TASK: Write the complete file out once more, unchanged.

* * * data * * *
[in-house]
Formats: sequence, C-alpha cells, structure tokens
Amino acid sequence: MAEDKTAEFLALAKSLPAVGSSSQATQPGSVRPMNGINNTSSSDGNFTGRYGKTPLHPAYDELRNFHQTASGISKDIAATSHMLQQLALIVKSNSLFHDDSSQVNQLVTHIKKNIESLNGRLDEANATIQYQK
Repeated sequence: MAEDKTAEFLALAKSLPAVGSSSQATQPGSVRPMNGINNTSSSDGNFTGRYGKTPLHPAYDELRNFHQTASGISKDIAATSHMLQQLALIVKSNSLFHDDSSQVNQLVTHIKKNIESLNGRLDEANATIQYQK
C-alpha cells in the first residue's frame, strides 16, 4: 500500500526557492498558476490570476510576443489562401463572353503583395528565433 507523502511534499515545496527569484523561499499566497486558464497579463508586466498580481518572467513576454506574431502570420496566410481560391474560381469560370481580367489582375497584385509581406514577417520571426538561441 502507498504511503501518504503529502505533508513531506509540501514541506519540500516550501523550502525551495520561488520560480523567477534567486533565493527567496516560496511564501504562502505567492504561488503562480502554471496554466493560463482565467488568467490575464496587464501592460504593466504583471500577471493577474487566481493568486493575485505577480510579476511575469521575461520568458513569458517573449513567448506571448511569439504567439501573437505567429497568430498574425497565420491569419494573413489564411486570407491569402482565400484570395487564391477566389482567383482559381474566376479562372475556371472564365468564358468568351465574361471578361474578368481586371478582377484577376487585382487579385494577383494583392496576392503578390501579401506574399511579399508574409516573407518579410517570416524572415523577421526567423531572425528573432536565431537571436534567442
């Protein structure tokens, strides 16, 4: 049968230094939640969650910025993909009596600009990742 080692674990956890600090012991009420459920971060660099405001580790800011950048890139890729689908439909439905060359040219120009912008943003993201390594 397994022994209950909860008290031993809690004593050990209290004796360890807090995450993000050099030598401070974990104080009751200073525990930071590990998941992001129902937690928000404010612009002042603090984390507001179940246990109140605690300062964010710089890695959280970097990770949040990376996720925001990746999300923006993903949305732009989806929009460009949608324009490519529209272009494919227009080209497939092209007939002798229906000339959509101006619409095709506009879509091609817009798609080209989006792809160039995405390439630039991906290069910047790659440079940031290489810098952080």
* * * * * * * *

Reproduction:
[in-house]
Formats: sequence, C-alpha cells, structure tokens
Amino acid sequence: MAEDKTAEFLALAKSLPAVGSSSQATQPGSVRPMNGINNTSSSDGNFTGRYGKTPLHPAYDELRNFHQTASGISKDIAATSHMLQQLALIVKSNSLFHDDSSQVNQLVTHIKKNIESLNGRLDEANATIQYQK
Repeated sequence: MAEDKTAEFLALAKSLPAVGSSSQATQPGSVRPMNGINNTSSSDGNFTGRYGKTPLHPAYDELRNFHQTASGISKDIAATSHMLQQLALIVKSNSLFHDDSSQVNQLVTHIKKNIESLNGRLDEANATIQYQK
C-alpha cells in the first residue's frame, strides 16, 4: 500500500526557492498558476490570476510576443489562401463572353503583395528565433 507523502511534499515545496527569484523561499499566497486558464497579463508586466498580481518572467513576454506574431502570420496566410481560391474560381469560370481580367489582375497584385509581406514577417520571426538561441 502507498504511503501518504503529502505533508513531506509540501514541506519540500516550501523550502525551495520561488520560480523567477534567486533565493527567496516560496511564501504562502505567492504561488503562480502554471496554466493560463482565467488568467490575464496587464501592460504593466504583471500577471493577474487566481493568486493575485505577480510579476511575469521575461520568458513569458517573449513567448506571448511569439504567439501573437505567429497568430498574425497565420491569419494573413489564411486570407491569402482565400484570395487564391477566389482567383482559381474566376479562372475556371472564365468564358468568351465574361471578361474578368481586371478582377484577376487585382487579385494577383494583392496576392503578390501579401506574399511579399508574409516573407518579410517570416524572415523577421526567423531572425528573432536565431537571436534567442
């Protein structure tokens, strides 16, 4: 049968230094939640969650910025993909009596600009990742 080692674990956890600090012991009420459920971060660099405001580790800011950048890139890729689908439909439905060359040219120009912008943003993201390594 397994022994209950909860008290031993809690004593050990209290004796360890807090995450993000050099030598401070974990104080009751200073525990930071590990998941992001129902937690928000404010612009002042603090984390507001179940246990109140605690300062964010710089890695959280970097990770949040990376996720925001990746999300923006993903949305732009989806929009460009949608324009490519529209272009494919227009080209497939092209007939002798229906000339959509101006619409095709506009879509091609817009798609080209989006792809160039995405390439630039991906290069910047790659440079940031290489810098952080």